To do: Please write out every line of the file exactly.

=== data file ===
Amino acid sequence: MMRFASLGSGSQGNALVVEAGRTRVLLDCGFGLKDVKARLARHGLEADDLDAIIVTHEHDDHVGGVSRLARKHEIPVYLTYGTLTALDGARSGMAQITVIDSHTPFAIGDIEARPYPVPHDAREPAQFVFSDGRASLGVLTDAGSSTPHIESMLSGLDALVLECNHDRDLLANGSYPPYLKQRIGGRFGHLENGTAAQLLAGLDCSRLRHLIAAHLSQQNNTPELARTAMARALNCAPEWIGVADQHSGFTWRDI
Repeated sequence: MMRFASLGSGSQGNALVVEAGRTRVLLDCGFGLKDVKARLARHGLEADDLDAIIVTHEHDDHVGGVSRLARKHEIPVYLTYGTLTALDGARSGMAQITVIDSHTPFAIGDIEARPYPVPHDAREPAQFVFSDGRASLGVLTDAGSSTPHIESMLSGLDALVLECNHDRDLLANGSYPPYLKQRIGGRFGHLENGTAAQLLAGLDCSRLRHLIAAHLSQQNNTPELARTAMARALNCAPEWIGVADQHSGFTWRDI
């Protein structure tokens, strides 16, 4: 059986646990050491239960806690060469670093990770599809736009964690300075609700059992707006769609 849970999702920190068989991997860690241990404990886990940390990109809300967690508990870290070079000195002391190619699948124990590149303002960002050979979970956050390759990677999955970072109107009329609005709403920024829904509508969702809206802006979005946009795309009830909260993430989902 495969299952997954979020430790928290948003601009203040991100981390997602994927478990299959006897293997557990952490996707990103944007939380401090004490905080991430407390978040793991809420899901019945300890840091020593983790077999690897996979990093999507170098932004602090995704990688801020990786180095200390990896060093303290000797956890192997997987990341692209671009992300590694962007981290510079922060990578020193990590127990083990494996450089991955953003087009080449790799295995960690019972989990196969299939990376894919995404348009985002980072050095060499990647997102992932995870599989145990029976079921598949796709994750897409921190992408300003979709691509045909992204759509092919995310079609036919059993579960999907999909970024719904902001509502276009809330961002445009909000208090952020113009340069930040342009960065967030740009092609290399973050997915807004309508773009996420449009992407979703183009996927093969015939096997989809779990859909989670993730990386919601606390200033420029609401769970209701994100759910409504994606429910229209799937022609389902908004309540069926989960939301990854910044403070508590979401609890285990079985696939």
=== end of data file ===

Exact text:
Amino acid sequence: MMRFASLGSGSQGNALVVEAGRTRVLLDCGFGLKDVKARLARHGLEADDLDAIIVTHEHDDHVGGVSRLARKHEIPVYLTYGTLTALDGARSGMAQITVIDSHTPFAIGDIEARPYPVPHDAREPAQFVFSDGRASLGVLTDAGSSTPHIESMLSGLDALVLECNHDRDLLANGSYPPYLKQRIGGRFGHLENGTAAQLLAGLDCSRLRHLIAAHLSQQNNTPELARTAMARALNCAPEWIGVADQHSGFTWRDI
Repeated sequence: MMRFASLGSGSQGNALVVEAGRTRVLLDCGFGLKDVKARLARHGLEADDLDAIIVTHEHDDHVGGVSRLARKHEIPVYLTYGTLTALDGARSGMAQITVIDSHTPFAIGDIEARPYPVPHDAREPAQFVFSDGRASLGVLTDAGSSTPHIESMLSGLDALVLECNHDRDLLANGSYPPYLKQRIGGRFGHLENGTAAQLLAGLDCSRLRHLIAAHLSQQNNTPELARTAMARALNCAPEWIGVADQHSGFTWRDI
């Protein structure tokens, strides 16, 4: 059986646990050491239960806690060469670093990770599809736009964690300075609700059992707006769609 849970999702920190068989991997860690241990404990886990940390990109809300967690508990870290070079000195002391190619699948124990590149303002960002050979979970956050390759990677999955970072109107009329609005709403920024829904509508969702809206802006979005946009795309009830909260993430989902 495969299952997954979020430790928290948003601009203040991100981390997602994927478990299959006897293997557990952490996707990103944007939380401090004490905080991430407390978040793991809420899901019945300890840091020593983790077999690897996979990093999507170098932004602090995704990688801020990786180095200390990896060093303290000797956890192997997987990341692209671009992300590694962007981290510079922060990578020193990590127990083990494996450089991955953003087009080449790799295995960690019972989990196969299939990376894919995404348009985002980072050095060499990647997102992932995870599989145990029976079921598949796709994750897409921190992408300003979709691509045909992204759509092919995310079609036919059993579960999907999909970024719904902001509502276009809330961002445009909000208090952020113009340069930040342009960065967030740009092609290399973050997915807004309508773009996420449009992407979703183009996927093969015939096997989809779990859909989670993730990386919601606390200033420029609401769970209701994100759910409504994606429910229209799937022609389902908004309540069926989960939301990854910044403070508590979401609890285990079985696939």